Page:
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Back to News Updates – April 12, 2019

Updates

Native plants for sale

A limited selection of native plants will be for sale at Mt. Cuba Center starting April 28th

Mt. Cuba Center will offer a limited number of high-quality native plants for sale beginning at the botanic garden’s annual Wildflower Celebration, to be held Sunday, April 28. The plants will also be available to visitors on any day the gardens are open to the public, while supplies last.

Using native plants is one of the best ways to support wildlife and ecosystem health. Mt. Cuba Center will offer these plants in response to guest requests, and because master plan-guided upgrades to the garden’s greenhouse complex have significantly reduced the capacity to grow plants for previous years’ giveaway program.

The plants will be sold where tickets are, including, at times, the Main House front desk or in the guest parking lot. The cost is $6 per plant. Each plant comes in a 4.5-inch pot, slightly larger than for past giveaways.

There will be a limit of one tray per person. Guests may also purchase plants without visiting the gardens or paying admission. Season passholders will still receive one giveaway plant.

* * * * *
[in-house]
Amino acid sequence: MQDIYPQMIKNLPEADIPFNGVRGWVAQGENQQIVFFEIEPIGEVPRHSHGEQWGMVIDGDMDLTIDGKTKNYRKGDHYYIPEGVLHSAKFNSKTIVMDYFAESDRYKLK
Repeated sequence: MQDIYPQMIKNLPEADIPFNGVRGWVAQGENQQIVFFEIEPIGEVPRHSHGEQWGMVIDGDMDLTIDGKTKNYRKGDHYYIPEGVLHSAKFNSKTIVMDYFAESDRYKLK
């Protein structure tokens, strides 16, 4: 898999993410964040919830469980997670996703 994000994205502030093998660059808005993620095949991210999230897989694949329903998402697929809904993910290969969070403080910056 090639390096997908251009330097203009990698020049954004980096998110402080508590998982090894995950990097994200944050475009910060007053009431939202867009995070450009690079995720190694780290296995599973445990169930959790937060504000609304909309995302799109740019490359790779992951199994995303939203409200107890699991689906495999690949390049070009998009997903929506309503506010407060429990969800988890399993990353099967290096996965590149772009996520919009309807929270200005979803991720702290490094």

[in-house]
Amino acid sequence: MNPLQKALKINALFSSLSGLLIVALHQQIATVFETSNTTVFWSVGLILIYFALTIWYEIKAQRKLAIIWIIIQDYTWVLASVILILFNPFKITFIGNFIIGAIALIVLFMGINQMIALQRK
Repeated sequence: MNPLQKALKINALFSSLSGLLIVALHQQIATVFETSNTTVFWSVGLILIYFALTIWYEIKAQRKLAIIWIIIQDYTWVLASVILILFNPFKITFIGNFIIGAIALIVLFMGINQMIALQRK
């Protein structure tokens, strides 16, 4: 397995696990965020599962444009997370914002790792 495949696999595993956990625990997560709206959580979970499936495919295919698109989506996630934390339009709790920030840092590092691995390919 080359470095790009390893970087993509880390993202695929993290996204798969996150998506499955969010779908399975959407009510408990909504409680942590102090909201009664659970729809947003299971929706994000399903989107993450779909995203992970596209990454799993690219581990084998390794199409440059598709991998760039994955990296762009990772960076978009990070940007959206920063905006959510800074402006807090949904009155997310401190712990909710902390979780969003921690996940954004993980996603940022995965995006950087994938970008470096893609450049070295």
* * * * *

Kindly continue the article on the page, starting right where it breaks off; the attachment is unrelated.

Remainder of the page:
Three varieties of plants will be available in the spring and three more in the fall, with a break in the summer months. Here’s a look at the plants that will be available in each season:

Spring

  • Northern barren strawberry (Geum fragarioides): This semi-evergreen groundcover has the strawberry’s dark green foliage and yellow flowers. It’s a hardy perennial that grows three to six inches tall, tolerates partial sun to light shade and succeeds in a variety of well-drained soil types.

Northern barren strawberry works well as a groundcover.
  • Little Joe Joe Pye weed (Eutrochium dubium ‘Little Joe’): This herbaceous, flowering perennial in the sunflower family is the tallest of the three spring plants, growing three to four feet tall. It grows in full sun to part shade, and because it needs soil that doesn’t dry out it is sometimes used in rain gardens.

Little Joe Joe Pye weed attracts butterflies and thrives in bright sunlight.
  • Brandywine foamflower (Tiarella cordifolia ‘Brandywine’): This perennial spreads rapidly from runners to form dense clumps of four-inch-wide, heart-shaped leaves. It’s grown in part to full shade in moisture-rich soils.

Foamflower thrives in shade and signals spring with its delicate wands of white flowers

Mt. Cuba Center’s master plan envisions a greenhouse complex that includes a new greenhouse, moss farm, raised beds and other related amenities. More information about this program and plants is available here: https://mtcubacenter.org/action/plant-selections/